Why mortgage jobs actually increased this winter

The latest employment report shows mortgage payrolls were smaller than originally estimated in 2019, but it also finds hiring improved near year-end rather than undergoing its usual seasonal slowdown.

Nonbank mortgage jobs totaled 307,500 in December, up from 305,800 the previous month and from 302,500 a year earlier, according to the Bureau of Labor Statistics. Mortgage employment numbers reported for the past year were downwardly revised as part of the bureau's year-end adjustment of its monthly sample-based estimates.

General trends seen in the earlier estimates remained the same, but a drop previously recorded in November 2019 now looks more like a plateau. This suggests that while there has been a seasonal slowdown, some unexpected declines in mortgage rates that occurred late in the year and relatively strong housing conditions have continued to fuel fairly high levels of application activity and hiring in some markets.

"There's been a tremendous opportunity in the marketplace over the last six to eight months that's really been interest-rate driven. What we've seen is that, even heading into the winter, production was still up," said Todd Sheinin, chief operating officer at Homespire Mortgage Corp., a mortgage banker based in Gaithersburg, Md. "In our industry, it's usually very seasonal. This winter we've seen a lot less of that. We got maybe half of a month of that reduced production."

Rate-driven surges in production this winter have led to a need to sustainably hire experienced loan officers, as well as operational staff and junior LOs who can support them, he said.

Both banker and broker employment estimates were higher in December, and credit providers were responsible for the majority of jobs in the market.

But the increase in broker activity was more pronounced and largely fueled the overall month-to-month gain in nonbank mortgage employment.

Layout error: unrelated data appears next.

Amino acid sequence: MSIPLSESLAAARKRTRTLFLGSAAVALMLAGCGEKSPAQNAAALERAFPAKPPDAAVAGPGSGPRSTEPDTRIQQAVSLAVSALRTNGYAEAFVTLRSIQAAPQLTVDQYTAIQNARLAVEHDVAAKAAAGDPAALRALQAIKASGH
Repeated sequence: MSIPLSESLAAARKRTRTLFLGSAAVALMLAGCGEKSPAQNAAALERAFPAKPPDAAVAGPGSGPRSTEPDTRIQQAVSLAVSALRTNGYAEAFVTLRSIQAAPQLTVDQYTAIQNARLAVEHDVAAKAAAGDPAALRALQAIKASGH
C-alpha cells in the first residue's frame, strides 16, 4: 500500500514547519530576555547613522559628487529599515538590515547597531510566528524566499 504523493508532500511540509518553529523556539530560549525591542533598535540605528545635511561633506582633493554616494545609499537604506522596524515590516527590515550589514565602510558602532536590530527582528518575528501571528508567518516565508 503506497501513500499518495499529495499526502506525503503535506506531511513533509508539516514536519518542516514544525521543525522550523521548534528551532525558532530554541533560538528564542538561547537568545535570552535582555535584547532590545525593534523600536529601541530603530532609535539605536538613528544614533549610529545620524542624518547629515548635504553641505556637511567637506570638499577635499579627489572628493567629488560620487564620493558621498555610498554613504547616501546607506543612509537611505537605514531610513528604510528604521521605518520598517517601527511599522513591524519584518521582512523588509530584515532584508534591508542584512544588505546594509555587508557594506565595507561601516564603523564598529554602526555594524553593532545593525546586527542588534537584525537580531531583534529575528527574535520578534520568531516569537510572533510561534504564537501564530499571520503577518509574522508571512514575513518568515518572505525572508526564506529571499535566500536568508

"I think that, over the past couple of months, mortgage broker employment has been increasing and a lot of that is support people," said Rocke Andrews, president of the National Association of Mortgage Brokers and the owner of Lending Arizona in Tucson. "Housing, in general, is improving. The Western region and the South seem to be the strongest economies right now. People are moving to those states."

In addition to a strong housing market, tax reform that took effect last year and made it temporarily more difficult for employees to deduct unreimbursed expenses have made banker-to-broker transitions more attractive, said Andrews.

Broader job numbers that the BLS reports with less of a lag than its nonbank mortgage estimates also were strong in the latest employment report.

In January, employers across all industries added 225,000 people to their payrolls, as compared to an upwardly revised 147,000 the previous month. Unemployment rose slightly to 3.6% from 3.5% the previous month and residential construction employment increased by 20,200.

"Construction was likely helped by better-than-usual January weather," Dean Baker, a senior economist at the Center for Economic and Policy Research, said in a report.

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